So, here’s the scoop. All Power Labs was originally created to make renewable energy using biomass. That is, make power by burning the waste products of agriculture or even our urban yards - tree trimmings, wood chips, etc. In the process of making this renewable energy, a by-product was produced - bits of what looked like charcoal, very light and made of pure carbon. Originally they just threw this product out. Then they realized it was biochar, and high quality biochar at that, and that it was a coveted resource for farmers and gardeners, as it does a lot of cool things in the soil (which I will detail in a bit). The original purpose of the company, making renewable energy for use, was having trouble finding a niche in the very large solar and wind energy economy we have in California. So, they pivoted a little into the biochar side of things.
Shortly after that, they partnered with Gill Tract farms to do some trials and figure out how this stuff really works. Bob Flasher at the farm has been working closely with APL and seems to be quite sold on how the char performs in his garden and has documented how the plants perform. Knowing that he has been an early adopter of the char helps me to feel good about moving forward, trying it in my own yard.
Now more about the process. Above is a photo of the “Powermass Gasifier” which is the machine that turns biomass into both energy and biochar. The energy now is used to run the machine, so it’s a closed loop - no emissions or volatiles are escaping into the atmosphere. In fact, the carbon that is trapped in the biomass is turned into a product which can help sequester carbon into the soil. At this point, you might be saying, “Well, doesn’t compost do that too?” and the answer is yes, it does. It helps feed the microbiology which are turning the compost into humic acids in the soil, which do sequester carbon. There are some problems with compost, though, which you might have experienced (I know I have). One, it doesn’t last more than a season. I put a couple inches on my beds each fall, and by early summer, the beds look like they never had it. The soil surface is quite low, several inches below the top of the wooden beds. What happened to the compost? Well, some was turned into nutrients for the plants by the microbiology in the soil. Some, however, was off-gassed, releasing carbon into the air again as it decomposes further. Compost does continue to decompose, it doesn’t stop just because you’ve moved it to your veg beds.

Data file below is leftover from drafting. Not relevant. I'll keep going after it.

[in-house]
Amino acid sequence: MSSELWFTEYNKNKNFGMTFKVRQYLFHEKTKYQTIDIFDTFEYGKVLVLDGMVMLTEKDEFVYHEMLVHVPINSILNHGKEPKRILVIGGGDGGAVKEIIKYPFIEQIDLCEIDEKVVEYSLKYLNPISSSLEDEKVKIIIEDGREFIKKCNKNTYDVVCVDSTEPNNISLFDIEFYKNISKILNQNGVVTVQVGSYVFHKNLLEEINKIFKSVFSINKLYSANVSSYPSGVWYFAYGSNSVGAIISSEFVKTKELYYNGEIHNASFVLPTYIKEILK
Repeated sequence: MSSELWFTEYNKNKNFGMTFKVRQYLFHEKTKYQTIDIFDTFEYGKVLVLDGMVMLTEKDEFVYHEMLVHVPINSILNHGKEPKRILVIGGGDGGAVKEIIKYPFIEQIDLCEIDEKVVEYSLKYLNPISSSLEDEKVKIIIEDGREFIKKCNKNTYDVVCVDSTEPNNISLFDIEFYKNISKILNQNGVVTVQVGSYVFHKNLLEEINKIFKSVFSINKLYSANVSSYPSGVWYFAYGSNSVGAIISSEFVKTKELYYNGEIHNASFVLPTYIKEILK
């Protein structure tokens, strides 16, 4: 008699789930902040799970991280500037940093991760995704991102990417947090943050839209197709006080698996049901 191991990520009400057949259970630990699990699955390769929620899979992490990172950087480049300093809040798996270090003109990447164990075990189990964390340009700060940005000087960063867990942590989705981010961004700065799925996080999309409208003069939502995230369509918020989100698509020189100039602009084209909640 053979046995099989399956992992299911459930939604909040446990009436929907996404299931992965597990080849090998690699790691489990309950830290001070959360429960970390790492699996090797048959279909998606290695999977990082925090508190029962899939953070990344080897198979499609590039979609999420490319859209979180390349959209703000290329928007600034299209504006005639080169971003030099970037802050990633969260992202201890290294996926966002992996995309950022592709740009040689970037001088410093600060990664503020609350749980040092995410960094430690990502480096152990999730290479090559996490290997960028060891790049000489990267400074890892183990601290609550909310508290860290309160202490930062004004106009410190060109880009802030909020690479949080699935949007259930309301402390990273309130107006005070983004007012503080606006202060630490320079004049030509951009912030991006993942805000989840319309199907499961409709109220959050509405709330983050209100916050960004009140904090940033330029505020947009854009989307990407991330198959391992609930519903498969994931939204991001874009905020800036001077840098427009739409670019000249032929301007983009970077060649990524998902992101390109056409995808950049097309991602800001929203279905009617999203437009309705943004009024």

Biochar doesn’t decompose. It’s already been processed into its permanent form - pure carbon. This happens in the process of Pyrolysis. The volatile carbon in the biomass is burned off (and used for energy), and what is left is like the embers of a campfire. Totally indestructible, permanent bits of carbon.